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Enhancing the Lives of Those We Serve

Life after cancer? Bring it on…

Sandra Pearson

"Having cancer actually gave me new life." Sandra Pearson

It was February 2013, and Sandra Pearson will never forget the words she heard on the other end of the telephone. "We are sorry to inform you that the test results are positive."

She had breast cancer. A couple of weeks earlier, her doctor had discovered a lump in Sandra’s breast. At the suggestion of her good friend, Sandra went to Smilow Cancer Hospital at Yale New Haven where she met with Anees Chagpar, MD, director of the Breast Center at Smilow for an exam and more testing.

Cutting-edge heart procedures keep him on the move

Richard Kenney

A year ago, Richard Kenney found it difficult to walk up a flight of stairs. By the time he got to the top, he was weak and out of breath.

Richard, 79, had spent his career traveling all over the world as owner of a company that manufactured industrial x-ray equipment. Having his movements restricted by a worsening heart condition was both frustrating and sobering.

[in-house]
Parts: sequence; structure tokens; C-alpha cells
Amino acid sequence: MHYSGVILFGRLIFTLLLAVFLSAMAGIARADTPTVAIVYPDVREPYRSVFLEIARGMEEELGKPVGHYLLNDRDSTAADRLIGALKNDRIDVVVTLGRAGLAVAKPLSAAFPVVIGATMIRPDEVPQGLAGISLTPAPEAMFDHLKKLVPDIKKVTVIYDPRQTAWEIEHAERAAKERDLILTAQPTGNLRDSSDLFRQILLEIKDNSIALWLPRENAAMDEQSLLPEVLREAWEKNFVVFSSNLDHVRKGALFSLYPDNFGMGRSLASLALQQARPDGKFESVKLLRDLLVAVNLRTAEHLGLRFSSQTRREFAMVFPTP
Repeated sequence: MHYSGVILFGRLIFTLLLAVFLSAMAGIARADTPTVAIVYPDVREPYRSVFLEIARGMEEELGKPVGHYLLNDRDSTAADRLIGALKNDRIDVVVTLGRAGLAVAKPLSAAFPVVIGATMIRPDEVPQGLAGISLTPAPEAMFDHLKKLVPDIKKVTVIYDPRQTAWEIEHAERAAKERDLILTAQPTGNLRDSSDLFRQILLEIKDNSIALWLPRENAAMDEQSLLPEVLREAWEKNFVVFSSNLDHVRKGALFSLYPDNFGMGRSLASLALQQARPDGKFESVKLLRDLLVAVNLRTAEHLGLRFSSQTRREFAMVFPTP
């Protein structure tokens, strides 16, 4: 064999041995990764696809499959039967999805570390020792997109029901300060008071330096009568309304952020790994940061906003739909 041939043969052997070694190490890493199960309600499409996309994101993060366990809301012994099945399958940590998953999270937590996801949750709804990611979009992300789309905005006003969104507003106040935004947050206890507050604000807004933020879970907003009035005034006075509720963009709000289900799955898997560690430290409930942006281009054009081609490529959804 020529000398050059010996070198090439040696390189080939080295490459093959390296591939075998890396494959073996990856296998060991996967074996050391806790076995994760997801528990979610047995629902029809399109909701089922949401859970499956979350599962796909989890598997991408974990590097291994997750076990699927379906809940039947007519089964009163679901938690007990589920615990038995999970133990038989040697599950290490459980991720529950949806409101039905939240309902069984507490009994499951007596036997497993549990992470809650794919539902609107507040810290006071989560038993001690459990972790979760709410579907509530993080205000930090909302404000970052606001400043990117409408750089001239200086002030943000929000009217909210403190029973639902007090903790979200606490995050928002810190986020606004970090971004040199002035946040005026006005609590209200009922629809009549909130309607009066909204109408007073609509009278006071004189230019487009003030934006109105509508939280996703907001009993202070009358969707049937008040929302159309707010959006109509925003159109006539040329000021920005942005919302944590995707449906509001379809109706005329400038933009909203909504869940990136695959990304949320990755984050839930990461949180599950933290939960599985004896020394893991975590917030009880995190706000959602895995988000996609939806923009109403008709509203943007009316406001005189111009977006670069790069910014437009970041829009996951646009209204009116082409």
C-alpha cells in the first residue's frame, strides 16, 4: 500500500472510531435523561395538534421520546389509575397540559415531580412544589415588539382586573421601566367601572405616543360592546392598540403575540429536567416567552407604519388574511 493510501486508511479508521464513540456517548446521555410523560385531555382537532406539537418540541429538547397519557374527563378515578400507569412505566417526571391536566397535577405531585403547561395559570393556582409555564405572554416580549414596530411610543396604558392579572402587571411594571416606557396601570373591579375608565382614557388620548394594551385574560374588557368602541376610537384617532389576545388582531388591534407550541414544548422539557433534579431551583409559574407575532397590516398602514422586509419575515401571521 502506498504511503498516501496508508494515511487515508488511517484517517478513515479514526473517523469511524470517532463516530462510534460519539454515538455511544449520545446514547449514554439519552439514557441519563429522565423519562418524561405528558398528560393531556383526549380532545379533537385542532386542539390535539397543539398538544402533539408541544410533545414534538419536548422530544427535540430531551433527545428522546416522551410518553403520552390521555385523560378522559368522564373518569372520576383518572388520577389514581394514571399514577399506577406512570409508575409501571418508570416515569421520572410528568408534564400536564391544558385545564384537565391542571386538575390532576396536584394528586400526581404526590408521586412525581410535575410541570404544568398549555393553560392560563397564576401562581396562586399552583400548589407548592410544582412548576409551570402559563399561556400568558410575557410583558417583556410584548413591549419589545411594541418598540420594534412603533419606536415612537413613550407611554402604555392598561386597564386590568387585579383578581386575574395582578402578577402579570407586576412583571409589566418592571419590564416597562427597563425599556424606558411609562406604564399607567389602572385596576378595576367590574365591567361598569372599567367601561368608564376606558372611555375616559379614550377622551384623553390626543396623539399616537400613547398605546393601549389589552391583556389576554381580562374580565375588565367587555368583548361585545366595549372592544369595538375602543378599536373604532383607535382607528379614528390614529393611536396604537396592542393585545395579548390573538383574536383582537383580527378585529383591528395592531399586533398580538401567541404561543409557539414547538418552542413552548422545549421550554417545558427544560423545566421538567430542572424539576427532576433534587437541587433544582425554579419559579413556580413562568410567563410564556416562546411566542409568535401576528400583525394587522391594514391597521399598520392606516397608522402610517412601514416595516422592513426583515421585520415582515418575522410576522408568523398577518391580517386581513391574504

"It was getting really bad," he said. "I couldn’t exercise, I couldn’t walk. I was worried about traveling anywhere by myself."

A rough start leads to a smoother road ahead…

Zailyn Byrd

On December 30, 2012, just over a year after the Severe Combined Immune Deficiency (SCID) screenings were adopted in Connecticut, LaShelle gave birth to her third child, a son named Zailyn. It was a normal birth and as is routine in Connecticut, Zailyn’s nurse applied a few drops of his blood to a piece of filter paper before he was discharged from the hospital. A few days later, LaShelle’s pediatrician called her with alarming news. Zailyn tested positive for SCID and needed to be evaluated immediately by a pediatric immunologist.

Grateful for the gift of life

Father John Georgia

“It was just after Thanksgiving,” Father John Georgia, Pastor of the Church of the Resurrection in Wallingford, Connecticut, recalled, speaking of the November holiday in 2012.

“My colleague said, ‘You look terrible. You are going to a doctor. Now.’ Before I knew it, I was admitted to Yale New Haven Hospital with acute liver disease.”

When the team at Yale New Haven, including Michael Schilsky, MD, medical director, Adult Liver Transplant in the Yale New Haven Transplantation Center (YNHTC) and Manuel Rodriguez-Davalos, MD, transplant surgeon, met Father Georgia, he’d been suffering from advanced liver disease for some time. His liver disease progressed so much that it affected his kidneys and he was then in need of both a liver and kidney transplant.